Lebanon's "cedar revolution" was exhilarating. The Syrians were kicked out of the country after years of occupation. The international community conducted a wide-reaching investigation into the murder of former Prime Minister Rafiq Hariri. "Lebanon," said Secretary of State Condoleezza Rice, "had, at one time, a great democracy that was prosperous and that the world knew for that prosperity." The hope was that it would be so once again.
The updated National Security Strategy of the United States, published in March 2006, counted the developments in Lebanon in the section titled "Successes and Challenges since 2002." "The people of Lebanon," it stated, "have rejected the heavy hand of foreign rule." When she had visited Lebanon just a month earlier, Rice was even more emphatic: "The Lebanese have made changes and there have been significant changes in this country over the last several months. They have been peaceful, they have been constitutional, and they have been within the legal framework, as is befitting a democracy."
The U.S. administration—bogged down in Iraq and ridiculed by many for its vision of "Arab democracy"—was happy to take credit for the shift. Lebanese Druse leader Walid Jumblatt even remarked to the Washington Post, "It's strange for me to say it, but this process of change has started because of the American invasion of Iraq. I was cynical about Iraq. But when I saw the Iraqi people voting three weeks ago, 8 million of them, it was the start of a new Arab world."
The Middle East roller coaster was on an upswing, and the view was magnificent. But the descent was fast and scary. And also predictable. What's happening in Lebanon is a reflection of one of the most troubling aspects of the democracy project: the tendency to celebrate democracy without regard for stability.
Israelis were always suspicious of American idealism about the tough neighborhood they live in. The hawkish Ariel Sharon and the dovish Yitzhak Rabin had similar feelings about Arab systems of government: It's better to deal with a strong, authoritative, reliable leader than risk the complications of a free and chaotic Arab society.
But the Bush doctrine complicated matters for wary Israeli leaders. To maintain good relations with the American administration, it became necessary to live with Arab democracy. It was the bitter pill one has to swallow to keep the doctor happy, even if the price was clear and high.
The problem was evident in the run-up to the Palestinian elections. Sharon didn't want Hamas to run, but he decided not to fight it out when it became clear this was something the U.S. administration was going to insist on in the name of democracy for all. In Lebanon, things developed in a more subtle way. As the world rejoiced over the diminishing Syrian influence, it ignored Hezbollah's continuing role. U.N. Resolution 1559 called for two things: Syrian withdrawal from Lebanon and the disarming of Hezbollah and the Palestinian camps. The first condition was implemented, but the second was basically ignored. When asked about this in her visit to Lebanon last February, Rice declared: "It is up to the Lebanese to decide who is going to govern this country. … Lebanon will resolve the situation in ways that are consistent with Lebanon's desire to be a democracy." So, a bomb was left on the side of the road just waiting for someone to pick it up and set off an explosion.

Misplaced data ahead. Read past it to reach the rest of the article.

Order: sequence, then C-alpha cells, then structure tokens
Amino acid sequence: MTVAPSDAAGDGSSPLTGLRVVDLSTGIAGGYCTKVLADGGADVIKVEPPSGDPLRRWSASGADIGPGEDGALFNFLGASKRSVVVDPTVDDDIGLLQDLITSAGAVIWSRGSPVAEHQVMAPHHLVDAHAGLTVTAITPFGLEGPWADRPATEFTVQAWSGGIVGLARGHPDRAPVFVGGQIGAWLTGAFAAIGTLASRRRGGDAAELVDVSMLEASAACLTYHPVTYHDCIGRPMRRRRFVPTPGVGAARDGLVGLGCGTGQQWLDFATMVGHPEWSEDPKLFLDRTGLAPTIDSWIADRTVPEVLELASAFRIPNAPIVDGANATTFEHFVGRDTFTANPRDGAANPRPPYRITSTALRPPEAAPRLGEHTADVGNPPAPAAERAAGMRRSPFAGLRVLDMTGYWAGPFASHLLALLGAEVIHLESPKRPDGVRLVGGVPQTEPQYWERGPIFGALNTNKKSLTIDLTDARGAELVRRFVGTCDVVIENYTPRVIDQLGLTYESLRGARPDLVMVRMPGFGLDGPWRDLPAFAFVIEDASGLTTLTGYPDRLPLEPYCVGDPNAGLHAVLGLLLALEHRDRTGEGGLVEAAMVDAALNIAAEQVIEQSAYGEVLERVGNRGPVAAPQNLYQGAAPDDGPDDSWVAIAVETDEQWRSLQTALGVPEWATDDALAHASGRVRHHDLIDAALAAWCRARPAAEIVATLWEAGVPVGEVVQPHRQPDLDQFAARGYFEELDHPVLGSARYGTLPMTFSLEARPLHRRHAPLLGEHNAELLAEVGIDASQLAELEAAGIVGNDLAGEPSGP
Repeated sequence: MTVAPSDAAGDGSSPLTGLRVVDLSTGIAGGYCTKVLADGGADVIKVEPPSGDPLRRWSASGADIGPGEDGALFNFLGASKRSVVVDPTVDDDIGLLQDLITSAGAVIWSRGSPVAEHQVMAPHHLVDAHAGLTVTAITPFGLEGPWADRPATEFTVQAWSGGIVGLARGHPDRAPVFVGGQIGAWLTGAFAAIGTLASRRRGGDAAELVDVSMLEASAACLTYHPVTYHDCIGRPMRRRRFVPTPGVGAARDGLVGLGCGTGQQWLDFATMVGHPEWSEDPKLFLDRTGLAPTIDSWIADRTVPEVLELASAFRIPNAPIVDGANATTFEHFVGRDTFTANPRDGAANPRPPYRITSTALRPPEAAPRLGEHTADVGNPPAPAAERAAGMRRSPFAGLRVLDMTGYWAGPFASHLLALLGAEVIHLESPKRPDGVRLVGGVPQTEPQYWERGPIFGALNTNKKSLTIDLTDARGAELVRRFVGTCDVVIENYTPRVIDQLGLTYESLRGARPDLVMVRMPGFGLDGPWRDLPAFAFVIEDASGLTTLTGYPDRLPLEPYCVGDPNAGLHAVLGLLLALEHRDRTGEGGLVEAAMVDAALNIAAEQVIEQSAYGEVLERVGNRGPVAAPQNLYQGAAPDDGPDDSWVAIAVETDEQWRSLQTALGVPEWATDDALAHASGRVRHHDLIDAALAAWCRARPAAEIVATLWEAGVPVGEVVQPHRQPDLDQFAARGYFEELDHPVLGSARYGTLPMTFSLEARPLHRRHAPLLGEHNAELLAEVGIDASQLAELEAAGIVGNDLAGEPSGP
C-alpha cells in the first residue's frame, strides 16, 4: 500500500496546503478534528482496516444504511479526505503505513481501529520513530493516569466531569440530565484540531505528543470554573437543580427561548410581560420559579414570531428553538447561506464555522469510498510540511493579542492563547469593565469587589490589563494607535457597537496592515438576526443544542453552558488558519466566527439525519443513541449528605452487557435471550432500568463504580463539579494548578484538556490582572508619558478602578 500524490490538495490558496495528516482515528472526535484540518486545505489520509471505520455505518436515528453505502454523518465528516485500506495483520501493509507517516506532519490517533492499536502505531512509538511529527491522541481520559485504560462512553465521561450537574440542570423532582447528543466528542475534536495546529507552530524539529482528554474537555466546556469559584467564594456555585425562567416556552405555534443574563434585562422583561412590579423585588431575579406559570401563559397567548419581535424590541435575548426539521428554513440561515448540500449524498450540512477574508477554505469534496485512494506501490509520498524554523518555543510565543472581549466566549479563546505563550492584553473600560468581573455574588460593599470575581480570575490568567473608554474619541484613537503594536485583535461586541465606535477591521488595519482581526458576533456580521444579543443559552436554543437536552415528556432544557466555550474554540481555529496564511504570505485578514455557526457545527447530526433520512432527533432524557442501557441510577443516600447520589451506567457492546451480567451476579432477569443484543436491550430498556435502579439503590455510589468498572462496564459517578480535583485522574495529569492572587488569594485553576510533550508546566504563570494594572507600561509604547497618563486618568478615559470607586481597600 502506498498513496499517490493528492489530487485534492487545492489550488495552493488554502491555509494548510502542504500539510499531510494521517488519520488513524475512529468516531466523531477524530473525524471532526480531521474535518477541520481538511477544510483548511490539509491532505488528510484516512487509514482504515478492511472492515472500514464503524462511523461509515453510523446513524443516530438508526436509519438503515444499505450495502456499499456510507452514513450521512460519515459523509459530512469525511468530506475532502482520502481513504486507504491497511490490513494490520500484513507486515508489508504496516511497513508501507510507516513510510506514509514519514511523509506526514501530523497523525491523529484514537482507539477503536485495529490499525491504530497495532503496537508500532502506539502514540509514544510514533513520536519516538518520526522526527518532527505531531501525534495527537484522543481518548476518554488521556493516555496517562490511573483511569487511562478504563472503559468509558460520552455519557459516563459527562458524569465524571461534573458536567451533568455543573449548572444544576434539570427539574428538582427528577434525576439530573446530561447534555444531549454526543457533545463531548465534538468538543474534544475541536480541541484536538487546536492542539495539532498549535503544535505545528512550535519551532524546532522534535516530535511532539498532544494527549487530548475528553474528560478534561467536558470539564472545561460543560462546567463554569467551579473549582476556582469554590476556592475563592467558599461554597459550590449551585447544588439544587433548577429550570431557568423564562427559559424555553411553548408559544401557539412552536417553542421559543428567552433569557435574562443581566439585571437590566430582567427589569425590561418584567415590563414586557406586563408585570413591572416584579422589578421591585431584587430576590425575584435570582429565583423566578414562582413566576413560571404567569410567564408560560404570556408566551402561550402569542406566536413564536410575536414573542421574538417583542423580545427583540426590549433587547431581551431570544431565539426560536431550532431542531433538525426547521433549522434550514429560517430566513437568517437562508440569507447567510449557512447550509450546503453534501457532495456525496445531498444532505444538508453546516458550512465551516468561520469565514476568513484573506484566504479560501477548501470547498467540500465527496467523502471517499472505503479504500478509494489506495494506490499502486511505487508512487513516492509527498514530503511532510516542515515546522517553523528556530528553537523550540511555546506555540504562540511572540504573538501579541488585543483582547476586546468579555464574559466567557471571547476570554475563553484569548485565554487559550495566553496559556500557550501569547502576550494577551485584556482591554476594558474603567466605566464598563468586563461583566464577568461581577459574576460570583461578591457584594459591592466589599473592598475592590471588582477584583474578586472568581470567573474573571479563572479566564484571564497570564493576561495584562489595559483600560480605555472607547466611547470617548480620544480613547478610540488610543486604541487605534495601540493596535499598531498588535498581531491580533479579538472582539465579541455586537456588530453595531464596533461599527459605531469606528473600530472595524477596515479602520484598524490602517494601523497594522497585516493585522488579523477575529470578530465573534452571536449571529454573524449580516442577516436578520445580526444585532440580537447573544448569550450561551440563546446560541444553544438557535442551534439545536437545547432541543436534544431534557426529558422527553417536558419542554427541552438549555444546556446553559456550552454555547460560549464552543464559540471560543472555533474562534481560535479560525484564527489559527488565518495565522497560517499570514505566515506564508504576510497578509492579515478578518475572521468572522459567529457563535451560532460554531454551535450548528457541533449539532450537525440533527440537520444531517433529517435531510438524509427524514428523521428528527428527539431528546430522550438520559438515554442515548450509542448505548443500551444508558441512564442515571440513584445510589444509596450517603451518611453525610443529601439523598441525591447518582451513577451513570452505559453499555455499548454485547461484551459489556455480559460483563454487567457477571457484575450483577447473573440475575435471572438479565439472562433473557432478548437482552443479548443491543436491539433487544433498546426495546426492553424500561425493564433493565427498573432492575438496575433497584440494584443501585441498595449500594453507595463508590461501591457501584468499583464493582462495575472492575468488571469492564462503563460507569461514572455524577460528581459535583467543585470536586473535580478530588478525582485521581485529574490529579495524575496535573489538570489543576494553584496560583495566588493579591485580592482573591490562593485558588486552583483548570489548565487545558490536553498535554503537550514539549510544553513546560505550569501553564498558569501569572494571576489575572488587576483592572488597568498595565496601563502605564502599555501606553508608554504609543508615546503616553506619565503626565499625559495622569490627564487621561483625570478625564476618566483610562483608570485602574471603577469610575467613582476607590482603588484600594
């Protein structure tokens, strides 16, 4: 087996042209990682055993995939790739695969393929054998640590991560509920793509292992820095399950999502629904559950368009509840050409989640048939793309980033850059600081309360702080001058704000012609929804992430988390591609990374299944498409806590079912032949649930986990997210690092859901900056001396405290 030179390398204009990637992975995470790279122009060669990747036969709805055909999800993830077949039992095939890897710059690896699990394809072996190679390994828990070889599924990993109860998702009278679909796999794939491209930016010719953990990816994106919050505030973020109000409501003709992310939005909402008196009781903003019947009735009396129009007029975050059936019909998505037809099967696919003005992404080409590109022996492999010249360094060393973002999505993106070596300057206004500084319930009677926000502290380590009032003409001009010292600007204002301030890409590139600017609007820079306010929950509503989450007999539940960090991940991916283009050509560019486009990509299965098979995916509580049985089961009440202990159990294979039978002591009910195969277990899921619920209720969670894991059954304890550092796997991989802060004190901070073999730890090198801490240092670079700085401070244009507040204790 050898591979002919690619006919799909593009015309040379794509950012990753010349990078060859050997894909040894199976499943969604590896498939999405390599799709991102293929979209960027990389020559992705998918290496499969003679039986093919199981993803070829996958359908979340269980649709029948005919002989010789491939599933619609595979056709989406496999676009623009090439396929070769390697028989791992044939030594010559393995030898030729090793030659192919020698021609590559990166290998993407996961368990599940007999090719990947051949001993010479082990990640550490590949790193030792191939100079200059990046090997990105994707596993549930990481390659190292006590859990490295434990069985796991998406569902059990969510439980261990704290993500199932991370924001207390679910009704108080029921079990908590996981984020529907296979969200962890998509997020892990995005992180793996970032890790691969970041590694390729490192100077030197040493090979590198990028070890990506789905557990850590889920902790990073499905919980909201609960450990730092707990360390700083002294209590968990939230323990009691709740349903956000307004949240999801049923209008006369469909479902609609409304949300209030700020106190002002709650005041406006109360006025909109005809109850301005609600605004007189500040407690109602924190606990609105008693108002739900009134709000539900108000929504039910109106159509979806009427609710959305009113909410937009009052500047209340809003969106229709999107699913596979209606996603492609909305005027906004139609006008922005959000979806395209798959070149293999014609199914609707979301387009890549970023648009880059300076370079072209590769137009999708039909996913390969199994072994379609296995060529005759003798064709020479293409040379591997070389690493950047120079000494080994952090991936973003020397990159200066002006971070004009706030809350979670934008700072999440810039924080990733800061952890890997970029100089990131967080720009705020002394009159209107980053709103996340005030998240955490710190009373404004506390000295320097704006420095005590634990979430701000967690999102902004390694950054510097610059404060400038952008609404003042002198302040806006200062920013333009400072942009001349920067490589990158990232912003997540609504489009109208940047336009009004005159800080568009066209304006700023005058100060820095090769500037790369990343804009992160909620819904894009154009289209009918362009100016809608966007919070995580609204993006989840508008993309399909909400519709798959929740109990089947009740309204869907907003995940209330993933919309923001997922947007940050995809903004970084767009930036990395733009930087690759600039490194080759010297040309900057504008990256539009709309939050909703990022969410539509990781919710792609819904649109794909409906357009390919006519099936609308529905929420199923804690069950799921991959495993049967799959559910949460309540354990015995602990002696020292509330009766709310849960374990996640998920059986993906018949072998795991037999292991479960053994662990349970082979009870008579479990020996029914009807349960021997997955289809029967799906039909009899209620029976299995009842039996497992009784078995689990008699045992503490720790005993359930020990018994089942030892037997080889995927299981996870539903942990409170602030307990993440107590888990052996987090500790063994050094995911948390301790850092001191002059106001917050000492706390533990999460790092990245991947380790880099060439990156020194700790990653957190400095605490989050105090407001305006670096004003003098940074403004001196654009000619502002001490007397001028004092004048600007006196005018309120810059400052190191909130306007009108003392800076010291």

A new phenomenon called "Arab democracy" was born—that is, a democracy in which the militias are part of the government and in which the government is too weak to control the militias. Hamas has a majority in the Palestinian parliament and controls the government; Hezbollah holds 25 of the 128 seats in the Lebanese parliament and controls at least two ministries. But in both cases, the weak leadership is unable to rein in the armed militants, who are effectively controlled by outside destabilizing forces, namely Syria and Iran.
Palestinian President Mahmoud Abbas—the one man with whom Washington and Israel are willing to deal—is totally impotent when it comes to the armed terror groups in the territories. And in Lebanon, the same forces are in play. A democratically elected government is unable to control Hezbollah. (One could argue that the story is basically the same in the emerging democracy in Iraq—but in Iraq, the United States is setting the course and paying the price, while in Gaza and Lebanon, Israel is paying the price.)
The situation presents a tactical and operational problem to those who need to fight and contain the armed groups—but it's also a conceptual problem. Even as it backed Israeli raids in Lebanon, Washington was nevertheless irritated by the possibility of a major blow to the Lebanese political system—the same system and government it was taking credit for. Washington also repeatedly warned Israel to be careful with the Palestinian president—incapable as he is—so as not to undermine the great achievement of Palestinian democracy.
So, a dilemma is emerging: Is Arab democracy so important that maintaining it is worth paying the price of chaos and instability? And is there a way to establish an Arab democracy that's stable from the outset?
This question needs to be answered by the Bush administration, because for the other players in the region, the answer is quite clear by now. For Israel—it's security first, both in Gaza and in Lebanon, no matter what the consequences for democracy. In the Arab world, the reaction is similar. Saudi Foreign Minister Prince Saud al-Faisal denounced Hezbollah by saying that their acts "will pull the whole region back to years ago, and we cannot simply accept them." What better way to remind the world, yet again, that getting rid of the region's autocratic regimes can be a risky business.